Lest We Forget - Remembrance Day

November 11 - Remembrance Day

Remembrance Day is observed in Canada (and other Commonwealth nations, which include 53 member states, nearly all of them former territories of the British Empire) on November 11. It carries much of the same meaning as America’s Veterans Day. Celebrated since the end of WWI, Remembrance Day actually marks Armistice Day — the day on which the hostilities between the Allies and Germany ceased on the Western Front.

Each year we wear our poppies, children in classrooms recite “In Flanders Fields” while others attend Remembrance Day ceremonies where they observe a moment of silence on the eleventh hour, of the eleventh day of the eleventh month. As adults we understand the significance of November 11th but we also have a duty to educate our children on the meaning of Remembrance Day. And this is why we have created this page to help do just that! 

Teaching children about this historically significant day is important and we understand that it can be difficult to discuss the heaviness of it, so here are a few age appropriate ways we have gathered so that you can do just that:

  • The best thing to do at the forefront is to address the subject with compassion and pride. Approach is everything when it comes to dealing with heavy subjects and you as a parent know your child the best - so you do and share whatever you feel is appropriate!
  • Simplicity is key (and less work for you!) so start small. Making a poppy craft, finger painting or reading a book about the poppy is great for younger children, while talking about war, sacrifice and honoring those who have and continue to serve can come via discussions at the dinner table or by visiting your local legion.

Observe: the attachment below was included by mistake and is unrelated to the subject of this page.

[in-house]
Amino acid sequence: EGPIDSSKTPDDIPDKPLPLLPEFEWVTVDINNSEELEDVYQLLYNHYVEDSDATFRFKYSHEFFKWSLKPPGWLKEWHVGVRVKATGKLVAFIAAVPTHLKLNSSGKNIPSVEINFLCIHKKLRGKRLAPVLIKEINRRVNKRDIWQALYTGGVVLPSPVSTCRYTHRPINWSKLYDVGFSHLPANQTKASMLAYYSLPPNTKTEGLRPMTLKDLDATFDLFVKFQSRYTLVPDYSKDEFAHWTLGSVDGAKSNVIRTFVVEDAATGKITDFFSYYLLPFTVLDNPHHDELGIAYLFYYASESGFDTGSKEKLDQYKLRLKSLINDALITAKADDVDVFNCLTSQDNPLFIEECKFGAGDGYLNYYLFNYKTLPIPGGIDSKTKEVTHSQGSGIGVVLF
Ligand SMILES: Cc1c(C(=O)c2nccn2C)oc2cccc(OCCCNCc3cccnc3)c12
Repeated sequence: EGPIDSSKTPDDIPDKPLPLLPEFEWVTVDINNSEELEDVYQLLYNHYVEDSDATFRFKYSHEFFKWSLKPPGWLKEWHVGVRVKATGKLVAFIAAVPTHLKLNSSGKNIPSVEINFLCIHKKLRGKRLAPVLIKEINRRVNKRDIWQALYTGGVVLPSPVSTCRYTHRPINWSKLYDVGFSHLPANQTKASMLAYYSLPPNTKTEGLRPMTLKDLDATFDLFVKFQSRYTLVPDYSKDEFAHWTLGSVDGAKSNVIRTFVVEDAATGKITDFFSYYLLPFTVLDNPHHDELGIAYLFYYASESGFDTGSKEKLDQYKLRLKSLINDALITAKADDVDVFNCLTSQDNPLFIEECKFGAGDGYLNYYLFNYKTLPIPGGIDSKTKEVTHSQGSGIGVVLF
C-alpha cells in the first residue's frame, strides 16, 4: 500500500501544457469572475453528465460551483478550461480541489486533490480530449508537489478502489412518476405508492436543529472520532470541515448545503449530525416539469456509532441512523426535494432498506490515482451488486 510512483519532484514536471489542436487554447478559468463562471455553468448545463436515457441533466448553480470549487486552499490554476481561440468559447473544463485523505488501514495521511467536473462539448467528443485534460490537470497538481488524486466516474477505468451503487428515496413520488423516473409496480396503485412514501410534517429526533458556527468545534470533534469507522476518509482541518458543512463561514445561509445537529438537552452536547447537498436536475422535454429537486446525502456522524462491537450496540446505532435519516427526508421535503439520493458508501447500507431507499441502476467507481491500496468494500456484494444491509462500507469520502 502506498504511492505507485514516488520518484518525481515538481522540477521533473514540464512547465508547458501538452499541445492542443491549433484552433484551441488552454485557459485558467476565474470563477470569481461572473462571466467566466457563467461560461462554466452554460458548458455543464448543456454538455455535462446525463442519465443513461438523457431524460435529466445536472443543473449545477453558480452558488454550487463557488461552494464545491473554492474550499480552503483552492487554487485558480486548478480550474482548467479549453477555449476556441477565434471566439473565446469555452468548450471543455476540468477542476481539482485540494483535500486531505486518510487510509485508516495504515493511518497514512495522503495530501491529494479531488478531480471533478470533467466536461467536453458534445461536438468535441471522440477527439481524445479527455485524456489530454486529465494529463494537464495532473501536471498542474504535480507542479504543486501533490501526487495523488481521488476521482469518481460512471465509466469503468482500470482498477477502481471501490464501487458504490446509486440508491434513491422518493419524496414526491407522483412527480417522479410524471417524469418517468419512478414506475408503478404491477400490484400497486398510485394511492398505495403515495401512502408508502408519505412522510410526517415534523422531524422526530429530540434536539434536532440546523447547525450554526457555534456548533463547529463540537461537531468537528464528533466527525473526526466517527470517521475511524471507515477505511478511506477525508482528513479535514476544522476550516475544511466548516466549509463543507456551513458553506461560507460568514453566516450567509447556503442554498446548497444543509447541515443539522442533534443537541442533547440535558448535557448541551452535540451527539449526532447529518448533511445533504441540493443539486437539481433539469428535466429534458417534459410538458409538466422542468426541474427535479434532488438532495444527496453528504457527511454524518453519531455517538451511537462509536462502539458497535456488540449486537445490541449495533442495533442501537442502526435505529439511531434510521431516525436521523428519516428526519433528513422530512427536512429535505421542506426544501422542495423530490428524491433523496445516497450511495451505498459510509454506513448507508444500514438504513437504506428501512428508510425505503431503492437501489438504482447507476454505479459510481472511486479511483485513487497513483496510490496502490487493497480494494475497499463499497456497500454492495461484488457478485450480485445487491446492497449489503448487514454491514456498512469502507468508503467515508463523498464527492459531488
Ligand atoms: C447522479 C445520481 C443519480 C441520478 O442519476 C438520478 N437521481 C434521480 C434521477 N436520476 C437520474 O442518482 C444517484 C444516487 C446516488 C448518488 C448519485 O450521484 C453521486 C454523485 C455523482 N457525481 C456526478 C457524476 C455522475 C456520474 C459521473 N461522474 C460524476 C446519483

• Ask children about peace and what it means to them.
  • Discuss your family history! Did you have family members that served in the war or are currently enrolled in the military?  If possible, ask if they are willing to share stories with your children. If they have passed away, sharing their stories with your children.
  • Wearing a poppy is a great opportunity to spark conversation about its significance and instill pride and love of country in our children. 
  • Watching documentaries or videos can help provide further information on the history and significance of Remembrance Day.

Remembrance Day is significant globally; it is important to teach children its importance and keep alive the memories of the sacrifices made by soldiers in conflict.

Lest We Forget


*TIP: you can use these resources to create an entire day of curricula with your children (or their homeschool co-op)!

Find out how the poppy became a symbol of remembrance HERE.

Learn about the life of one of the soldiers who never came home HERE.

Download the Royal Canadian Legion's teaching guide HERE.

Find your local legion HERE.


Did you know?!

In the fall of 1945, Princess Juliana of the Netherlands presented the leaders in Ottawa, Canada with 100,000 tulip bulbs in appreciation for the safe haven that Holland's exiled royal family received during World War II. This was done in recognition of the significant role Canadian troops had in liberating the Netherlands! HERE is a tulip handprint craft to share with your kids while also teaching them of the importance of Remembrance Day!



In Flanders Fields

In Flanders fields the poppies blow

Between the crosses, row on row,

    That mark our place; and in the sky

    The larks, still bravely singing, fly

Scarce heard amid the guns below.


We are the Dead. Short days ago

We lived, felt dawn, saw sunset glow,

    Loved and were loved, and now we lie,

        In Flanders fields.


Take up our quarrel with the foe:

To you from failing hands we throw

    The torch; be yours to hold it high.

    If ye break faith with us who die

We shall not sleep, though poppies grow

        In Flanders fields.

Poppy Poppy

Poppy, poppy, what do you say?

Wear me on Remembrance Day.

Poppy, poppy, what do you tell?

Many soldiers in battle fell.

Poppy, poppy what should we know?

That peace on earth should grow, grow, grow.


The Act of Remembrance

They shall grow not old, as we that are left grow old;
Age shall not weary them, nor the years condemn.
At the going down of the sun and in the morning
We will remember them.
We will remember them.